Has it been a long time since you’ve been to the dentist and you’re worried you might need a filling? Fillings are one of the most common dental treatments performed but why do you actually need them? What do they really do for you? Dentists like Dr. John C. Cranham of Chesapeake, VA wants you to know what to look out for that may tell you that you may need a filling, what to expect when getting a filling and how to care for them.
Why Do You Need A Filling?
When food particles, saliva and bacteria combine to form sticky plaque on your teeth and that plaque is not properly removed due irregular brushing and flossing, the bacteria will begin to feed on the buildup. The problem is that the digestive acids released by these bacteria will continue on to your healthy tooth enamel underneath. This is how tooth decay begins and, if it is allowed to continue, it will eventually weaken your enamel and cause a hole — or cavity — to form. Cavities can create nerve sensitivity and even allow infection to spread inside your tooth.
How Do You Recognize Decay?
- Dark spots or greyish black areas on your front teeth
- Chipped off areas that your tongue often finds
- Holes where food gets stuck
If you notice any of the above, it may be time to schedule an appointment to see your dentist.
What Does Decay Feel Like?
Tooth decay can cause your teeth to feel more sensitive to hot or cold liquids, or when eating sweet food. It can eventually lead to problems biting or chewing. If not treated at that point, you can start feeling sharp pain, sudden sensitivity or intolerance to certain foods, or constant pain in your tooth that will need medication to be relieved.
How Does the Dentist Choose A Filling?
Filling were once made of silver and later out of cement like glass ionomer. However, these days modern dentists mostly use plastic composite, a tooth-colored material that is soft when applied but hardens when cured with a UV light, to complete their fillings.
What Should I Expect After A Filling?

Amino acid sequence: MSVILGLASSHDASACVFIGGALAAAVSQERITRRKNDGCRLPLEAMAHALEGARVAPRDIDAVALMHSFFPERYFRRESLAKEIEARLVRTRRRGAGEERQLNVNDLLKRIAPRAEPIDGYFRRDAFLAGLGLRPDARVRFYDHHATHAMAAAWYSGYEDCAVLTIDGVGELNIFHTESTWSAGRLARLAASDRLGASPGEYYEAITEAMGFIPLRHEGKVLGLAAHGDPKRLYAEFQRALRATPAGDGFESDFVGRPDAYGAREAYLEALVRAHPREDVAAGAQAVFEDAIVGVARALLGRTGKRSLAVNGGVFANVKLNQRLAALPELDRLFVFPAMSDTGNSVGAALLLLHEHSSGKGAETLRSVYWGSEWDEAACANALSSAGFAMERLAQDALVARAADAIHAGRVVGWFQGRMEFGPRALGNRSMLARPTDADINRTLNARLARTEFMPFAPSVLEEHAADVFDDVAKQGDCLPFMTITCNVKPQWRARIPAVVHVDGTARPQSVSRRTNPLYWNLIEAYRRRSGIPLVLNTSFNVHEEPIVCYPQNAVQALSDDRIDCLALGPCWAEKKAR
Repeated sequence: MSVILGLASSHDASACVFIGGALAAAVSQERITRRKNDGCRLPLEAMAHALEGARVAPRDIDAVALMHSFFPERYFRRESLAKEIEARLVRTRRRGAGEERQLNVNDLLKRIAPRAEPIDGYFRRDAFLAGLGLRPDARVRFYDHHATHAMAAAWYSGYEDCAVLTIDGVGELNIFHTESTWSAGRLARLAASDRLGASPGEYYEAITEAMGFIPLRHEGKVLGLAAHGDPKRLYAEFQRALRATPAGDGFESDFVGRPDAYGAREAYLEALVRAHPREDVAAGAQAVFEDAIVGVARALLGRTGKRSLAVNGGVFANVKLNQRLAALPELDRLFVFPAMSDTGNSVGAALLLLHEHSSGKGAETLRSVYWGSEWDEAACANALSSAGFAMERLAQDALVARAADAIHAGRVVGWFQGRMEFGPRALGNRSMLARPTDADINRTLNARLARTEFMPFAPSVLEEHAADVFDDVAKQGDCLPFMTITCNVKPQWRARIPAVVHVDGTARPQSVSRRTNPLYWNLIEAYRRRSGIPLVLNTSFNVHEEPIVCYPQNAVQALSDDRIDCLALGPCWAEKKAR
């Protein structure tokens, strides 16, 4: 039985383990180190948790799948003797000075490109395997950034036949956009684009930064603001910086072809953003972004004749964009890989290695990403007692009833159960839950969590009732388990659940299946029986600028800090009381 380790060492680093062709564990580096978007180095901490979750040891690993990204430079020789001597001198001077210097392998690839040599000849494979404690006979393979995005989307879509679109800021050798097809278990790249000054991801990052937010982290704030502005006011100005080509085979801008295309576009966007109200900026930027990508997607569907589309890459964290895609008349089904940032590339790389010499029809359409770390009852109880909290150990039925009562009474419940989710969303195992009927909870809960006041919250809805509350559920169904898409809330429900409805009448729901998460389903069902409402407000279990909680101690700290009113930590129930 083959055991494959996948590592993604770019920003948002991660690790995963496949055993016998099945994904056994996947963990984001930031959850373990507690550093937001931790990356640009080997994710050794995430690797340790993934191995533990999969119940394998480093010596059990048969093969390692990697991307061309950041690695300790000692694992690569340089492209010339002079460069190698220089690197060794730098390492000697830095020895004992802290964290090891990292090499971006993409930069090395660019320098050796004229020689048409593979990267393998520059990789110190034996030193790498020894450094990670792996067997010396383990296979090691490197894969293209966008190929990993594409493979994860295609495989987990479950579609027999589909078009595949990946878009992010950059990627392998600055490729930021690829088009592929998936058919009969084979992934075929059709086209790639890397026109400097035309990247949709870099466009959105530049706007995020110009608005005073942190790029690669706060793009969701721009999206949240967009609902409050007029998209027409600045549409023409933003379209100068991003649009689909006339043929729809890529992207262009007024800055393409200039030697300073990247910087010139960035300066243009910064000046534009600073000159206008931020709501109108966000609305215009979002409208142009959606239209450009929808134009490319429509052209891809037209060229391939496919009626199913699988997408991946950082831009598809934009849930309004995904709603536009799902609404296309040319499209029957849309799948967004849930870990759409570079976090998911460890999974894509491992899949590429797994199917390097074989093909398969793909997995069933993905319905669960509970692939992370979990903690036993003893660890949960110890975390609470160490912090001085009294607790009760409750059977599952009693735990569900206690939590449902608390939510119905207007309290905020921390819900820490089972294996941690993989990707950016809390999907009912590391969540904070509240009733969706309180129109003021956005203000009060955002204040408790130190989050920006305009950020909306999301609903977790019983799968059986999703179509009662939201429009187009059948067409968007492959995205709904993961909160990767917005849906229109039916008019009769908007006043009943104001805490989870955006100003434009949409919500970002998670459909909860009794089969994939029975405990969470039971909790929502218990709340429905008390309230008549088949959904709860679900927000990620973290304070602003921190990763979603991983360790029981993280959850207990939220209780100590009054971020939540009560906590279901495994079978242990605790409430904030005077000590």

A permanent filling made with composite allows you to eat immediately afterwards with no real restrictions. At that point, your tooth is as good as new and you should be unable to see where the filing was done. There may be some mild to moderate sensitivity in the filled tooth which should subside within 48 hours though. It may also take you some time and wear to adjust to the feeling of it if the filling is slightly over or under the level of your bite.
Preventing Tooth Decay
Decay or cavities can be avoided by preventive treatments such as applying sealants in the fissures of teeth to prevent food becoming lodged in your teeth. Applying fluoride to attract more calcium to build up the teeth and protect them from breakdown by bacterial acid is also an option. Once completed, fillings can be maintained by practicing proper oral hygiene at home including daily brushing, mouthwash and flossing.
How Long Will My Filling Last?
Unfortunately, Fillings do not last forever. In fact, on average they normally only last anywhere from 3-7 years. However, you should continue to have regular annual examinations by your dentist to make sure your fillings are holding up. If you notice any discoloration, darkening, or chipping under the filling, schedule an appointment with your dentist immediately as this could indicate the need for a replacement filling.
If you are in the Chesapeake, VA area and would like a consultation with Dr. Cranham about a possible cavity or any dental concern, call 757.656.4109 or schedule online today!